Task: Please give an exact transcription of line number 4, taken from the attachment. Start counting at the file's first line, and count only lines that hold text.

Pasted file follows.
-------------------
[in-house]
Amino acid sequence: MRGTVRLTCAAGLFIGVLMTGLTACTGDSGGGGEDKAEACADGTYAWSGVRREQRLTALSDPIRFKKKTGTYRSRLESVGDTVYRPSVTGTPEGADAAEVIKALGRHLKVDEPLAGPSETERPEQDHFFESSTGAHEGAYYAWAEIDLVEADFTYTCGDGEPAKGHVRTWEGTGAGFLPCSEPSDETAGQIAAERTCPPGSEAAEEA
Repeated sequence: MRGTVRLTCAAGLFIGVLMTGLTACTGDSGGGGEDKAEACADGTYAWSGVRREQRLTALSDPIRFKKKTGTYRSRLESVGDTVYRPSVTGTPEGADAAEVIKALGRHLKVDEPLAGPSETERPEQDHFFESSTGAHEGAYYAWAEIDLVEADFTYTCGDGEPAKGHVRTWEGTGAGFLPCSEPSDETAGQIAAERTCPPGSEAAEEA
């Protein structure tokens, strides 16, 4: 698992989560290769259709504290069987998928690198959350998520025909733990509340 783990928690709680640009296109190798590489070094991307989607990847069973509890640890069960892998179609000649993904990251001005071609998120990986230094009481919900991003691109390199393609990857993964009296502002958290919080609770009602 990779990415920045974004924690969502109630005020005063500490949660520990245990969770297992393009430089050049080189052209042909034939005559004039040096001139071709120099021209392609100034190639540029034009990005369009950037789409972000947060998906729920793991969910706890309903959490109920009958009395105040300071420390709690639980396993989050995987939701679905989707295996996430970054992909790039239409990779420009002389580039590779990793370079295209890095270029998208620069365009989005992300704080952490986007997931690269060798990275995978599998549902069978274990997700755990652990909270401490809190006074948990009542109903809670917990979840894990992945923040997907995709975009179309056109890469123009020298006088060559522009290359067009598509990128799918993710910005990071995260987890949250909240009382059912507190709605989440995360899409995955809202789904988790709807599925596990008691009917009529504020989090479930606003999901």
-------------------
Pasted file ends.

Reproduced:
């Protein structure tokens, strides 16, 4: 698992989560290769259709504290069987998928690198959350998520025909733990509340 783990928690709680640009296109190798590489070094991307989607990847069973509890640890069960892998179609000649993904990251001005071609998120990986230094009481919900991003691109390199393609990857993964009296502002958290919080609770009602 990779990415920045974004924690969502109630005020005063500490949660520990245990969770297992393009430089050049080189052209042909034939005559004039040096001139071709120099021209392609100034190639540029034009990005369009950037789409972000947060998906729920793991969910706890309903959490109920009958009395105040300071420390709690639980396993989050995987939701679905989707295996996430970054992909790039239409990779420009002389580039590779990793370079295209890095270029998208620069365009989005992300704080952490986007997931690269060798990275995978599998549902069978274990997700755990652990909270401490809190006074948990009542109903809670917990979840894990992945923040997907995709975009179309056109890469123009020298006088060559522009290359067009598509990128799918993710910005990071995260987890949250909240009382059912507190709605989440995360899409995955809202789904988790709807599925596990008691009917009529504020989090479930606003999901």